True Freedom

By Rev. Heidi L. Barham |  July 3, 2022

Click here to listen to the service 
Read John 8:31 – 36(NIV)
As we find ourselves poised to celebrate the Fourth of July holiday, or what we frequently refer to as, “Independence Day,” I think it is fair to say that our country is at a crossroads when it comes to the idea of independence and what it means for us to be a “free” country.
But rather than engage in a lengthy debate over the recent attacks against many of our freedoms… including a woman’s freedom to choose, a person’s freedom to vote, a child’s freedom to learn (and their freedom to live, I might add), as well as an individual’s freedom to be who they are and love who they love…
I want to encourage us not to look at freedom simply as the world might define it, but to reflect on what it means to be free in Christ… so, as we focus our attention on the text found in the Gospel of John, I want to invite us to reflect on the theme, TRUE FREEDOM.
Now Webster’s Dictionary gives the definition of freedom first as the quality or state of being free: as in a:  the absence of necessity, coercion, or constraint in choice or action and b:  liberation from slavery or restraint or from the power of another: (i.e., independence, quite appropriate on this Independence Day weekend).   And it is then further defined as a political right, franchise or privilege.
But the freedom that Jesus talks about in our text for the morning is the freedom that comes from knowing the truth.  Although in this world of alternative facts, some might ask, just what is the truth?
In our text, Jesus says, [reading from the Message Paraphrase], “If you stick with this, living out what I tell you, you are my disciples for sure. Then you will experience for yourselves the truth, and the truth will free you.”  And later, in John 14:6, Jesus tells His disciples, “I am the way, and the truth, and the life…”
Now, like the people who lived back in Jesus’ day, we generally don’t like to think that we are not already free… we rarely want to admit that we are in bondage to anything or anyone. 
But Jesus went on to tell the disciples, and by extension says to us:

I tell you most solemnly that anyone who chooses a life of sin is trapped in a dead-end life and is, in fact, a slave. A slave is a transient, who can’t come and go at will. The Son, though, has an established position, the run of the house. So if the Son sets you free, you are free through and through.
Whether we like it or not, sin has a way of enslaving us, controlling us and dominating us.  And sadly, it happens when we least expect it… generally, it is when we have let our guard down and find ourselves just going about life as usual. 
Ask anyone who has become ensnared by an addiction to something… be it drugs or alcohol, pornography or even food.  When we allow something or someone to keep us from doing what we know to be the right thing to do… we become enslaved to that person or thing… and it assumes mastery over our lives.
But the good news today is that Jesus has made a way out for us.  We do not have to live a life of bondage… bound against our will to anyone or anything.  However, while I do not want to suggest that it will be easy or that it won’t take perseverance and discipline… I will say that it is possible… because as Jesus told the disciples, “…with God ALL things are possible” (Matt. 19:26).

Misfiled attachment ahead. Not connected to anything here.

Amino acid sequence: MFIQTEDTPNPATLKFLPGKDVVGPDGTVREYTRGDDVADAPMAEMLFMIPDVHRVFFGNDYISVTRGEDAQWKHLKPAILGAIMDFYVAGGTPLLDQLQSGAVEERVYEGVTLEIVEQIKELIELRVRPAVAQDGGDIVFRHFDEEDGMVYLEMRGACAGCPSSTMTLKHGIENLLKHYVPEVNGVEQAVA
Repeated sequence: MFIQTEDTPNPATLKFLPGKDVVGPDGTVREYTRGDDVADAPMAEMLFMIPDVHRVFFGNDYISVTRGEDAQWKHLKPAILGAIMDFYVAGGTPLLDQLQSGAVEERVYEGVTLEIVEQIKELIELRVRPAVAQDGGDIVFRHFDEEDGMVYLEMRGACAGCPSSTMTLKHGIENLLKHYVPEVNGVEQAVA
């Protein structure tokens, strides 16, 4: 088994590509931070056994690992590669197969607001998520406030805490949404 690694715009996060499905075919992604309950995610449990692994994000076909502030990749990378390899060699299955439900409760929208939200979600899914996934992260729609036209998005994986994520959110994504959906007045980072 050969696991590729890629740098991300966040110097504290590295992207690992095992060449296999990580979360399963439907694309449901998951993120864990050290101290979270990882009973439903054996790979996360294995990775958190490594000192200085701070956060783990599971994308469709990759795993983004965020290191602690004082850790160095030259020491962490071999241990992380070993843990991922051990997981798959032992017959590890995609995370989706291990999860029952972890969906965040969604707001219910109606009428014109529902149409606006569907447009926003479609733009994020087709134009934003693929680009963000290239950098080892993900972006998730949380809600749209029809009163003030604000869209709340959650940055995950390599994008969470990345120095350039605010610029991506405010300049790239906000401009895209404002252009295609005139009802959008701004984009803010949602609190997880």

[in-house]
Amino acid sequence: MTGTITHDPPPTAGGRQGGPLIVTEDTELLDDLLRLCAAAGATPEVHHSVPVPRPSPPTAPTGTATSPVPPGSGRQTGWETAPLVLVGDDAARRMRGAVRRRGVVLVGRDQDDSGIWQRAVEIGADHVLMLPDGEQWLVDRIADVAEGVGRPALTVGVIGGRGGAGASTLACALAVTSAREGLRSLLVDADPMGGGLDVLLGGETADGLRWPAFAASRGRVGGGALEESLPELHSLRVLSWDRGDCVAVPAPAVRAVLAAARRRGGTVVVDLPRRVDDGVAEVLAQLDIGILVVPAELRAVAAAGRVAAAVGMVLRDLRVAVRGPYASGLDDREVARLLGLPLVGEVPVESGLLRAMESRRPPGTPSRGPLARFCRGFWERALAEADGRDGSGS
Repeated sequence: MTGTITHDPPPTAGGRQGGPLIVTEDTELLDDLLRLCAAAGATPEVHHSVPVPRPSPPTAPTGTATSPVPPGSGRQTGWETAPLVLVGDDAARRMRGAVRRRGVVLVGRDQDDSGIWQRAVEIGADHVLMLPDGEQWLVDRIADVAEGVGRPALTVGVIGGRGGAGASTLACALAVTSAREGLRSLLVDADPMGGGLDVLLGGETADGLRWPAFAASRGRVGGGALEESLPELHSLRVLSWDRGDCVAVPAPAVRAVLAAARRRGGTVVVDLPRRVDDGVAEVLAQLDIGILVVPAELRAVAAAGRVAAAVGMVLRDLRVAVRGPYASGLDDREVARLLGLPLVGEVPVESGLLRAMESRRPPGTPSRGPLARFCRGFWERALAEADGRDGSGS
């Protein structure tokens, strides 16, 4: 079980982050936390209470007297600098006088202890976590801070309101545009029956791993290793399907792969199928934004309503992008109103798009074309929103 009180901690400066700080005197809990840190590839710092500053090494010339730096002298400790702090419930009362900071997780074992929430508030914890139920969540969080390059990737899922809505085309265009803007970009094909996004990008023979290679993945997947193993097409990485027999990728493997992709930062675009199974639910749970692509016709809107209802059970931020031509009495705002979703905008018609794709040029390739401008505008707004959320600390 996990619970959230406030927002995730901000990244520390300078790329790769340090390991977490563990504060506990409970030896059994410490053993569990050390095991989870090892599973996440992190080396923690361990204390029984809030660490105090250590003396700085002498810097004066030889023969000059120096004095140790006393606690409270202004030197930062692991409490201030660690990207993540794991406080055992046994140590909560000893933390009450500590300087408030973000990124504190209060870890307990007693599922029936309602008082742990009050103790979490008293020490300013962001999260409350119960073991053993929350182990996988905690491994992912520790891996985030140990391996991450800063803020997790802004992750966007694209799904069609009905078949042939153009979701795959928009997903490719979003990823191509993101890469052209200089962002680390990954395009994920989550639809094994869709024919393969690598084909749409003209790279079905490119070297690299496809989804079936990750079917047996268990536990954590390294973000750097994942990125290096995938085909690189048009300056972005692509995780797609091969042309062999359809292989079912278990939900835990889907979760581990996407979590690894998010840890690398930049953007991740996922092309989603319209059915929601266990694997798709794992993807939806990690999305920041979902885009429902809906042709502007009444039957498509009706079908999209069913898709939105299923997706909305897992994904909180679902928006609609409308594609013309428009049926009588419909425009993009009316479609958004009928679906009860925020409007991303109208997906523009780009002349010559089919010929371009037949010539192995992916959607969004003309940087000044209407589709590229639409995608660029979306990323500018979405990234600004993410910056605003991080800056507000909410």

As we continue looking at the text, we find Jesus’ promise that He will make us free… and He offers us the assurance that whom the Son sets free is free indeed.  What Jesus gives to us is TRUE FREEDOM.
Let me suggest that our text for the morning highlights three aspects of the TRUE FREEDOM that Jesus provides for believers…
The first is that it is freedom and deliverance from being a slave to sin.
The second is that we have the freedom of being a child of God forever.
And the third is the assurance that it is the ultimate freedom that can only be found in Christ.
Let’s look at these freedoms in a little more detail.
First, Jesus gives us TRUE FREEDOM and deliverance from being a slave to sin.
It is over in Romans 6 (6-7, 17-18), that the Apostle Paul writes:
For we know that our old self was crucified with him so that the body ruled by sin might be done away with, that we should no longer be slaves to sin— because anyone who has died has been set free from sin…
But thanks be to God that, though you used to be slaves to sin, you have come to obey from your heart the pattern of teaching that has now claimed your allegiance. You have been set free from sin and have become slaves to righteousness.
When we intentionally follow the teachings of Jesus, we find deliverance from being slaves to sin and we become slaves to righteousness. 
But let’s be perfectly clear, even when we follow the teachings of Jesus and desire to live a life of righteousness… seeking to love the Lord with all our heart, soul, mind and strength… and doing our best to love our neighbors as ourselves… we will still be faced with the temptation to sin.
It is a natural by-product of the fallen world in which we live.  But as Paul writes in his letter to the Corinthian church (1 Corinthians 10:13):
No temptation has overtaken you except what is common to mankind. And God is faithful; he will not let you be tempted beyond what you can bear. But when you are tempted, he will also provide a way out so that you can endure it.
As disciples, as followers of Christ, we have been given tools for our toolbox to help us resist the temptations that confront us on a daily basis. 
For example, when we are faced with the temptation to give that store clerk a piece of our mind, we should stop and ask ourself the question, “What would Jesus do?” and then make the conscious decision to do that.
Or when that driver cuts us off on I-480 or 271, before we use some of those creative hand gestures to express our displeasure, we should pause and ask ourself, “If God was sitting in the car with me, would He be pleased with my actions?”  Because the fact is that He is sitting in the car with us and has seen every instance of our road rage. 
Now, when we read the scriptures and spend time with the Lord in prayer and study, we learn what will be pleasing and acceptable to the Lord as well as what will not.  Being armed with that knowledge will help us to walk away from the temptations that confront us and keep us from being held in bondage and captivity to sin.
Now, someone may be thinking that the sins they are dealing with are more intense than simply lashing out in road rage or having a quick temper.  But rest assured, there is nothing that any of us may be grappling with is too big for God to help us get through – we just have to trust Him to guide us and deliver us.